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- Summary
- What will the Friedmann Equations be if we assume an anisotropic universe?

The Friedman Equations is based on the cosmological principle, which states that the universe at sufficiently large scale is homogeneous and isotropic.

But what if, as an hypothesis, the universe was anisotropic and the clustering of masses are aligned to an arbitrary axis (axial pole), how would Friedman Equations be modified.

I guess we would have to redefine the Friedmann metric tensor. But how?

The Friedmann metric tensor is:

$$g = -dt \otimes dt + (- \frac {a(t)^2} {kr^2-1}) dr \otimes dr + r^2 a(t)^2 d\theta \otimes d\theta + r^2 a(t)^2 sin(\theta)^2 d\phi \otimes d\phi$$

And the Friedmann Equations are:

The first one:

$$ H^2 \equiv (\frac{\dot a}{a})^2 = \frac{8\pi G}{3}\rho - \frac{kc^2}{a^2} + \frac{\Lambda c^2}{3} $$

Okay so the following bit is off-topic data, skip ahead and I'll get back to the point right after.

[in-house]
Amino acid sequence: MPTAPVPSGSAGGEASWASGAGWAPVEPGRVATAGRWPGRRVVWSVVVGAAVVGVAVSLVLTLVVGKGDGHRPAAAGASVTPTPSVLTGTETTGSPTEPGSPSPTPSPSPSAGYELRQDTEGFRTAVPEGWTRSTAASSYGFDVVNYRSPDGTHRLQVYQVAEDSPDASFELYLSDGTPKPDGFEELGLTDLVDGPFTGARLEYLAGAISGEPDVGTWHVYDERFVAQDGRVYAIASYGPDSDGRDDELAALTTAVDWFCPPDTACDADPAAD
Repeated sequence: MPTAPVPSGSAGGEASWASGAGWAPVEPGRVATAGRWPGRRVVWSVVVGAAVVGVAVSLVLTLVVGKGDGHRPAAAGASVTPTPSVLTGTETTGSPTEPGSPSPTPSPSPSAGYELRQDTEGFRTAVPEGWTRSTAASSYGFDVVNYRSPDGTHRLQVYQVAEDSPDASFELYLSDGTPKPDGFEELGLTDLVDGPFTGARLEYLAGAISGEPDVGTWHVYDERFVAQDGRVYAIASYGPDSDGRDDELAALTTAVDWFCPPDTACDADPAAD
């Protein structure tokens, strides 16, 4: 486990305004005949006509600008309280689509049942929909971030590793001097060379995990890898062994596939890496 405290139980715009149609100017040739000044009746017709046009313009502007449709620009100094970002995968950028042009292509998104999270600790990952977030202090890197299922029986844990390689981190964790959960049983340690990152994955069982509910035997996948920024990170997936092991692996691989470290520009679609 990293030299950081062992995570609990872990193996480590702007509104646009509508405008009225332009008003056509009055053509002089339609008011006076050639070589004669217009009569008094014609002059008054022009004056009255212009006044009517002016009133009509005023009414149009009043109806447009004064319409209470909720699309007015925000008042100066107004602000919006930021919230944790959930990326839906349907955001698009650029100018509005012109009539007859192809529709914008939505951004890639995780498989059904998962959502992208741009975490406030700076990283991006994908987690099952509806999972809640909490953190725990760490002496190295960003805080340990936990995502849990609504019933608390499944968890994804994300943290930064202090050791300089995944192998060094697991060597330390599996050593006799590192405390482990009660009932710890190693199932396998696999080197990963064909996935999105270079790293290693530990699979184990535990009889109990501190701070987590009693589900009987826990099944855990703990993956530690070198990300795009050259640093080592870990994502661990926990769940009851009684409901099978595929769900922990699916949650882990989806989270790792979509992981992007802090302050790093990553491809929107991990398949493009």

and the second one:

$$ \frac{\ddot a}{a} = - \frac{4\pi G}{3} (\rho + \frac{3p}{c^2}) + \frac{\Lambda c^2}{3} $$

And the derived Hubble parameter is:

$$ H_0 = \sqrt{(\Omega_c +\Omega_b)a^{-3} + \Omega_{rad} a^{-4} + \Omega_k a^{-2} + \Omega_{DE} a^{-3(1+w)}} $$

So how exactly would those equations need to be modified to account for anisotropy and an axial pole?

But what if, as an hypothesis, the universe was anisotropic and the clustering of masses are aligned to an arbitrary axis (axial pole), how would Friedman Equations be modified.

I guess we would have to redefine the Friedmann metric tensor. But how?

The Friedmann metric tensor is:

$$g = -dt \otimes dt + (- \frac {a(t)^2} {kr^2-1}) dr \otimes dr + r^2 a(t)^2 d\theta \otimes d\theta + r^2 a(t)^2 sin(\theta)^2 d\phi \otimes d\phi$$

And the Friedmann Equations are:

The first one:

$$ H^2 \equiv (\frac{\dot a}{a})^2 = \frac{8\pi G}{3}\rho - \frac{kc^2}{a^2} + \frac{\Lambda c^2}{3} $$

and the second one:

$$ \frac{\ddot a}{a} = - \frac{4\pi G}{3} (\rho + \frac{3p}{c^2}) + \frac{\Lambda c^2}{3} $$

And the derived Hubble parameter is:

$$ H_0 = \sqrt{(\Omega_c +\Omega_b)a^{-3} + \Omega_{rad} a^{-4} + \Omega_k a^{-2} + \Omega_{DE} a^{-3(1+w)}} $$

So how exactly would those equations need to be modified to account for anisotropy and an axial pole?